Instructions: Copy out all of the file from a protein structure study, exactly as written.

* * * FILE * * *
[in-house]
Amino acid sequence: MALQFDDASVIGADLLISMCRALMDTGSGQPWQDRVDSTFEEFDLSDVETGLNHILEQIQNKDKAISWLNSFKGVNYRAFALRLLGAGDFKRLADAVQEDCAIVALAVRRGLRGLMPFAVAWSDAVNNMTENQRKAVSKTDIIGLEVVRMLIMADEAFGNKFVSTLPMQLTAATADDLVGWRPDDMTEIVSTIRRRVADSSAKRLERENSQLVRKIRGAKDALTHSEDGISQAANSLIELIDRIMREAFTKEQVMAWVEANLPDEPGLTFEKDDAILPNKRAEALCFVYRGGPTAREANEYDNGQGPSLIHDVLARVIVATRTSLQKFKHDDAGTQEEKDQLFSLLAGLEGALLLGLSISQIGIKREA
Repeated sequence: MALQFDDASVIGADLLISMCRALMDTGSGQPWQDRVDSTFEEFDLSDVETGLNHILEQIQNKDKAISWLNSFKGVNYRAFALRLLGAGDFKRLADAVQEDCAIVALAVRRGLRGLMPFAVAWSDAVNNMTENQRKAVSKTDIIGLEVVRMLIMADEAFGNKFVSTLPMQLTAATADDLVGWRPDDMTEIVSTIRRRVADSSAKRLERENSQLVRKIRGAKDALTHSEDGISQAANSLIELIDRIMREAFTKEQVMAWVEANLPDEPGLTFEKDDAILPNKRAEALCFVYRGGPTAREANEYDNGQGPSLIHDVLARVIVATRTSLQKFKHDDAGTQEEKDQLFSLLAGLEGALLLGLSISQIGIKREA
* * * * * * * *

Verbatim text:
[in-house]
Amino acid sequence: MALQFDDASVIGADLLISMCRALMDTGSGQPWQDRVDSTFEEFDLSDVETGLNHILEQIQNKDKAISWLNSFKGVNYRAFALRLLGAGDFKRLADAVQEDCAIVALAVRRGLRGLMPFAVAWSDAVNNMTENQRKAVSKTDIIGLEVVRMLIMADEAFGNKFVSTLPMQLTAATADDLVGWRPDDMTEIVSTIRRRVADSSAKRLERENSQLVRKIRGAKDALTHSEDGISQAANSLIELIDRIMREAFTKEQVMAWVEANLPDEPGLTFEKDDAILPNKRAEALCFVYRGGPTAREANEYDNGQGPSLIHDVLARVIVATRTSLQKFKHDDAGTQEEKDQLFSLLAGLEGALLLGLSISQIGIKREA
Repeated sequence: MALQFDDASVIGADLLISMCRALMDTGSGQPWQDRVDSTFEEFDLSDVETGLNHILEQIQNKDKAISWLNSFKGVNYRAFALRLLGAGDFKRLADAVQEDCAIVALAVRRGLRGLMPFAVAWSDAVNNMTENQRKAVSKTDIIGLEVVRMLIMADEAFGNKFVSTLPMQLTAATADDLVGWRPDDMTEIVSTIRRRVADSSAKRLERENSQLVRKIRGAKDALTHSEDGISQAANSLIELIDRIMREAFTKEQVMAWVEANLPDEPGLTFEKDDAILPNKRAEALCFVYRGGPTAREANEYDNGQGPSLIHDVLARVIVATRTSLQKFKHDDAGTQEEKDQLFSLLAGLEGALLLGLSISQIGIKREA